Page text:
It's Manic Monday!

52 Week Four
DC Comics
Writers: Johns, Morrison, Rucka, Waid
Artist: Giffen and Bennett

This week in 52, readers are treated to some great one-liners, a few more tidbits about the fallout from Infinite Crisis, and action aplenty. The pacing of each plot seems to feel more natural one month into this mega-story, and that helps the issue feel less rushed. There are at least two complete surprises in this chapter of the story, one for John Henry Irons and one for Montoya and Sage. While the Steel shocker is far more surreal, the Question’s situation was perfectly mined for drama and even a bit of humor. Renee and Vic may yet become DC’s Moonlighting duo. The art of this chapter stands tall against the previous ones as well as any mainstream comic recently pusblished. All the characters look great, even the maimed ones. The settings help tell the story through mis-en-scene, and the layout is never confusing which is absolutely vital for a book as jammed packed as this. There’s one flaw to every issue of this series, not every plot can get pages each issue; this week, the Black Adam and mad scientist storylines are ignored. If only there were five or six more pages per issue, too bad that crappy back-up feature is using them already.

Score: B

Secret Six #1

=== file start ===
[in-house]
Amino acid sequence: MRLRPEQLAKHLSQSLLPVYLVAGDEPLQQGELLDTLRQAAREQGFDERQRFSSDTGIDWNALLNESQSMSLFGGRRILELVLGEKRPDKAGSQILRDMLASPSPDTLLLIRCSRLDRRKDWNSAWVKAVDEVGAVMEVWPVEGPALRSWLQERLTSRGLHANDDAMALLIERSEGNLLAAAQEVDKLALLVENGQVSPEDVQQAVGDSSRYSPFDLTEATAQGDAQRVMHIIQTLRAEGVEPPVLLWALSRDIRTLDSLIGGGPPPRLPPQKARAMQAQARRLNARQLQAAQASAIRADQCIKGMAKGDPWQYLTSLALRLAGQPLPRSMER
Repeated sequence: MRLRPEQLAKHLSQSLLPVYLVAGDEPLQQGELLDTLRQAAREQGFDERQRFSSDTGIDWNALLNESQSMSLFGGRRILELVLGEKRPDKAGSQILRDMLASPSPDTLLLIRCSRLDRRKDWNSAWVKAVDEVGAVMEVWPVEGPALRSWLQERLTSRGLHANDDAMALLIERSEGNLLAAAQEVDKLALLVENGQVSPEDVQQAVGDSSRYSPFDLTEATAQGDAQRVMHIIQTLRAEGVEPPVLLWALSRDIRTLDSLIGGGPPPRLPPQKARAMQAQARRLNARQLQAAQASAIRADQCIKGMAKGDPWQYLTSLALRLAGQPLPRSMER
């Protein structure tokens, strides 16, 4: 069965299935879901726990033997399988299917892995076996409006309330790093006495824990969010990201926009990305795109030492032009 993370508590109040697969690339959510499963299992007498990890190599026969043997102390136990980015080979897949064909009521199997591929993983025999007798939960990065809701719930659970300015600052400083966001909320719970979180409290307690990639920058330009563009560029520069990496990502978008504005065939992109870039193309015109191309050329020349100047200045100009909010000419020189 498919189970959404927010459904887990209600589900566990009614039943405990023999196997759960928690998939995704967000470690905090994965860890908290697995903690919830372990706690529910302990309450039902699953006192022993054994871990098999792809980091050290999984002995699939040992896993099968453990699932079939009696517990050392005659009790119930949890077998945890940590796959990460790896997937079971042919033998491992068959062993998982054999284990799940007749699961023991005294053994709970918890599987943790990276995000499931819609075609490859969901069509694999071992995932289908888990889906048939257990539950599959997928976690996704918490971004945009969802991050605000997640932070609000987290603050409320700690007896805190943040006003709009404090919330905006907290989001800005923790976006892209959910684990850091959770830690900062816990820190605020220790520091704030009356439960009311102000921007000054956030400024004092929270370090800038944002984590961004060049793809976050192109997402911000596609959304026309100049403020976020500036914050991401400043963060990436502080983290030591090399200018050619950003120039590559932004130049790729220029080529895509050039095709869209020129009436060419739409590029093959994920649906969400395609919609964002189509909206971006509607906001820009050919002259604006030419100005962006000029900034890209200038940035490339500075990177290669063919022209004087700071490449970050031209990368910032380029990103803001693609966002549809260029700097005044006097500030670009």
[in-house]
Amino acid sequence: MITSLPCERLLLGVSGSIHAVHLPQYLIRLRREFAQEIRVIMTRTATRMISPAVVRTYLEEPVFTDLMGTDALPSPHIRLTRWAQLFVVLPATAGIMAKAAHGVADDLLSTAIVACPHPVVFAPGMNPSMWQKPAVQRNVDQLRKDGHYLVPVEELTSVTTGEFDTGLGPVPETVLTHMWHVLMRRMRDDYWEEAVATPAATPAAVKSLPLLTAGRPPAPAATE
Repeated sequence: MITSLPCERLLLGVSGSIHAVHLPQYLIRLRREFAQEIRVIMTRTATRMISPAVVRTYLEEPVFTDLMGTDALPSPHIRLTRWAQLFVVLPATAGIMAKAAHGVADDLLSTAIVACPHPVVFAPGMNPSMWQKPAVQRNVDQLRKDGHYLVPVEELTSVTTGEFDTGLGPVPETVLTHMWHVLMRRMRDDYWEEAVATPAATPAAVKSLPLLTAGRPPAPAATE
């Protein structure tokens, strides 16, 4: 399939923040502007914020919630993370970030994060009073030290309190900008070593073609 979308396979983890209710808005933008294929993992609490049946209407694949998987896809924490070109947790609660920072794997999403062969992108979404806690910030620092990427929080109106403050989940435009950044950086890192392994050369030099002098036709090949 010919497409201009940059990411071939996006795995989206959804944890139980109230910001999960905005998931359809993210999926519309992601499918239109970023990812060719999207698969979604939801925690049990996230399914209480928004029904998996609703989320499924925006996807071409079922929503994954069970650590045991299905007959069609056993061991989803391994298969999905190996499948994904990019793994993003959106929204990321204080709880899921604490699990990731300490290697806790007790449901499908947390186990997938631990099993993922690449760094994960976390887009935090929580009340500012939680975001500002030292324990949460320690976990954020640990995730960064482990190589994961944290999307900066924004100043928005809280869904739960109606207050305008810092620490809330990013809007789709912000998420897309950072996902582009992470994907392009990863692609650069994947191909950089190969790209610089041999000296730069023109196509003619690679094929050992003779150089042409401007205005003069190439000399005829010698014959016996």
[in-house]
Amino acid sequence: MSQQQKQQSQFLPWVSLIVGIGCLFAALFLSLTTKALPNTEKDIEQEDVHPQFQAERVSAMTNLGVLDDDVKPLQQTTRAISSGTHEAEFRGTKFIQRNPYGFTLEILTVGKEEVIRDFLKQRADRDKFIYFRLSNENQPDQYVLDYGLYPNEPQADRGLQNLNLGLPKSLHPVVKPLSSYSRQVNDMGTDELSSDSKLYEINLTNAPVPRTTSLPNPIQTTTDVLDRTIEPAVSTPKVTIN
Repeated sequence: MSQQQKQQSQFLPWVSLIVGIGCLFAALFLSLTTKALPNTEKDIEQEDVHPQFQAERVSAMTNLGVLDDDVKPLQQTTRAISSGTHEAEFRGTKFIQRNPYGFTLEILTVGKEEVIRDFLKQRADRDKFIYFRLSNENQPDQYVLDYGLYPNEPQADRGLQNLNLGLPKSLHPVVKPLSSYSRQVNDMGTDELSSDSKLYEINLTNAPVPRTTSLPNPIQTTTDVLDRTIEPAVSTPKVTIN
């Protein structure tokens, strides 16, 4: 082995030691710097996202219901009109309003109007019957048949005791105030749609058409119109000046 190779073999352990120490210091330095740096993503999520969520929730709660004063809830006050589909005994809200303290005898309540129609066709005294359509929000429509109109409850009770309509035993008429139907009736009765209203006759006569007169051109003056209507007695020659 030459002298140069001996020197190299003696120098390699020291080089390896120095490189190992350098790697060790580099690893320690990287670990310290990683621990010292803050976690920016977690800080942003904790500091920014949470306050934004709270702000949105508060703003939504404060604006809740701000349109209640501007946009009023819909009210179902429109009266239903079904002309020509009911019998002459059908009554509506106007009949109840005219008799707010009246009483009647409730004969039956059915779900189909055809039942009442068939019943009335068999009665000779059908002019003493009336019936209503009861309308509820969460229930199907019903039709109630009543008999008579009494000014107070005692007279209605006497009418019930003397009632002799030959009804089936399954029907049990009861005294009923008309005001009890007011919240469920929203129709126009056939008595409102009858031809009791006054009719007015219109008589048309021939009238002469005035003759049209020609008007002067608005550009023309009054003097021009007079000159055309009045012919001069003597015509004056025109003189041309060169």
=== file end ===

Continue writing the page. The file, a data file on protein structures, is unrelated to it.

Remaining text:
DC Comics
Writer: Gail Simone
Artist: Brad Walker

This issue begins another tale of the Secret Six (now 5). They’re doing the mercenary with almost a speck of conscience thing. The Society is ignoring them for efficiency’s sake. But Dr. Psycho won’t go along with the party line, and assassination attempts are made on several members of the group. While that’s underway, Catman tries to recruit the aid of one of Batman’s maddest foes. It’s a fast-paced, well written ensemble story from the villains’ POV. It’s vintage Gail Simone. The art is a bit of a step down from the previous mini-series (Dale Eaglesham is a hard act to follow), looking inappropriately cartoony from time to time, and the colors drift in and out a bit from page to page. Still, it’s not substandard, simply not as stellar as the previous arc.

Score: B

Superman/Batman #26
DC Comics
Writer: Sam Loeb
Artists: Various
Memorial (n.) – 1. Something, such as a monument or holiday, intended to celebrate or honor the memory of a person or an event (from

This issue of S/B serves as a memorial for both Superboy and Sam Loeb, son of comics scribe Jeph Loeb. Sam actually wrote the lead story. The multiple artists and scripters involved in this issue make it damn near impossible to review. The art team in the lead story deliberately changes every couple of pages. The back-up tale (about a childhood chum of Clark Kent’s dying of cancer) is too blatantly allegorical to criticize without being too personal. So while the lead tale fits well into continuity and is interesting (if a bit derivative of the last Superboy/Robin spotlight in this title) it’s not so much a comic as a tribute. Sometimes, even the jaded reviewer/editors of the cyber-world need to step back and keep our collective mouths shut.

Score: N/A